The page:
This article, in today's University Daily Kansan has got to be the most balanced article I've ever seen on the aftermath of abortion. It includes comments from two women who do not regret their abortions, as well as these stories from women who do, and lots of other balanced reporting as well:
Anna* understands feeling that abortion is the only answer. When the Kansas City woman found she was pregnant during her senior year at KU, she didn’t consider other options. She didn’t want to think — all she wanted was to not be pregnant. Her fiancé agreed abortion was the right choice.The next story comes after a few paragraphs reporting on what is known about embryological development:
Immediately after the procedure Anna felt relief, but the feeling didn’t last. Within a few months she began to wish she hadn’t had the abortion. Regret hit especially hard years later, after she was married and had suffered several miscarriages. As she mourned the loss of these children she’d wanted, she also grieved for the life she’d chosen to end.
Now, 15 years after her abortion, Anna has two little boys and has been through a post-abortion healing process. She says she knows God has forgiven her, but this doesn’t mean the past never hurts.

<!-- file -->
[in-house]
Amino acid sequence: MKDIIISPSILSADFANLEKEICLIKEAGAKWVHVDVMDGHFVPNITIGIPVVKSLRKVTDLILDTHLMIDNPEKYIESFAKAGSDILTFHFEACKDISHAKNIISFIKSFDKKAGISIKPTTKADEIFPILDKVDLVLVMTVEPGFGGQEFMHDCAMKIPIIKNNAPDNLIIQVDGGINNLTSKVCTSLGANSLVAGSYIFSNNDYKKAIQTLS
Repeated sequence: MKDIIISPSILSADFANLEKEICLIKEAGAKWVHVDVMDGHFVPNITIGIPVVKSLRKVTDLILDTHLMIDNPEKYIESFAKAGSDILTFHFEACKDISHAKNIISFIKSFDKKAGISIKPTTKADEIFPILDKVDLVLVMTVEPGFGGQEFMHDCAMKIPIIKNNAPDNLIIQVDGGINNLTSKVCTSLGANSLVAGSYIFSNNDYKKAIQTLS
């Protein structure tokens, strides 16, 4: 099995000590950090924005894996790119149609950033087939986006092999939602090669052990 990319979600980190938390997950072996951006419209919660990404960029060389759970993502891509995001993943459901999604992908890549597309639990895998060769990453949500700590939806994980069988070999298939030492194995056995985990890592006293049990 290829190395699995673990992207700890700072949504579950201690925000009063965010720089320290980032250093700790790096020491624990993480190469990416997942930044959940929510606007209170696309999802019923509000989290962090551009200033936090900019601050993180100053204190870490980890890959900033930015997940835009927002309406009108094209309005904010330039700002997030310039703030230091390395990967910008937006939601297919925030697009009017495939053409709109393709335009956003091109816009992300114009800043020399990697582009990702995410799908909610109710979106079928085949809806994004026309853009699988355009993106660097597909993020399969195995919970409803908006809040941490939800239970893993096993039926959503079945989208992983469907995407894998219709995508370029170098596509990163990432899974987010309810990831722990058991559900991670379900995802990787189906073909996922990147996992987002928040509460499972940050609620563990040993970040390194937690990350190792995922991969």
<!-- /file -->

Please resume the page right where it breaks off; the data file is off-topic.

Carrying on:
“The one thing I’ll always remember is the moment she was taken from me,” she says of her aborted child. “And that was my doing — mine and my husband’s. I would do anything to protect my boys. It’s very hard to think I didn’t do that for her.”
An international committee of experts in human embryology — the Nomina Embryologica Committee — accepts these facts as proof that a human being begins at conception. The field of human embryology is required to follow the facts sanctioned by this committee, which means that every human embryology textbook teaches that the product of conception is biologically human."From now on, you're going to have to play a different game in your head." That just about sums it up, doesn't it?
Jill*, a Kansas City woman, knew all of this. She was a biology major. She’d taken a class in embryology. But when she was 20 and pregnant, none of this knowledge mattered. She closed her mind to everything except the fact that she had a crisis and had to fix it. Immediately following the abortion, she was able to convince herself she had.
“I think everyone is initially relieved, because the procedure is over, and you think the problem is over,” she says. “But it doesn’t take very long to recognize from now on, you’re going to have to play a different game in your head. Now you have to pretend it was the right thing, though you know it wasn’t.”
Jill pretended her abortion was right for 20 years, she says, and suffered the entire time. She says her husband, who is the father of the aborted child, suffered as much as she did. The abortion was a breach of everything they’d created together, she says, and the stress their decision placed on their relationship was immense.